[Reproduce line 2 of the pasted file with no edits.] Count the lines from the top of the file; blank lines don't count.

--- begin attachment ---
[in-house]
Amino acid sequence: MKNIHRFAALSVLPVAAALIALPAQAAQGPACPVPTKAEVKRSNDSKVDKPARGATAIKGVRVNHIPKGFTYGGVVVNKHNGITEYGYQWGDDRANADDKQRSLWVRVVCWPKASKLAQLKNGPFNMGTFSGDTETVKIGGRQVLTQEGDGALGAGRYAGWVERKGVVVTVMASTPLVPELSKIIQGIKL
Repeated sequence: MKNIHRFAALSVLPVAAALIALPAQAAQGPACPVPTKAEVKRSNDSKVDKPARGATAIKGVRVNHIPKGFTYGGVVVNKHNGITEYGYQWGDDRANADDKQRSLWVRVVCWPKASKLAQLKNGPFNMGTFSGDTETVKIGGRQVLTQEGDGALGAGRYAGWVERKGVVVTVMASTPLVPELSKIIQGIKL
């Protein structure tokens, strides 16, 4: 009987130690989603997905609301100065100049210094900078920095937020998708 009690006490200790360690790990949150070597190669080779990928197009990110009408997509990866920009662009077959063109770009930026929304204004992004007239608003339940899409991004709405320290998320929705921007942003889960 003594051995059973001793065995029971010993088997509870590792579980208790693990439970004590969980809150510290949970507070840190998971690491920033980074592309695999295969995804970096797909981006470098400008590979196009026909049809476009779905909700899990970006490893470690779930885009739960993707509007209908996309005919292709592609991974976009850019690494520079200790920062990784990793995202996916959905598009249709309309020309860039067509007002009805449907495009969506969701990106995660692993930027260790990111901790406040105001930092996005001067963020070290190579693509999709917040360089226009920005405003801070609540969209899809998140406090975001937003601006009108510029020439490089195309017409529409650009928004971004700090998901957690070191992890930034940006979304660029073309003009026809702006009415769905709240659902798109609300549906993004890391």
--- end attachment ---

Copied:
Amino acid sequence: MKNIHRFAALSVLPVAAALIALPAQAAQGPACPVPTKAEVKRSNDSKVDKPARGATAIKGVRVNHIPKGFTYGGVVVNKHNGITEYGYQWGDDRANADDKQRSLWVRVVCWPKASKLAQLKNGPFNMGTFSGDTETVKIGGRQVLTQEGDGALGAGRYAGWVERKGVVVTVMASTPLVPELSKIIQGIKL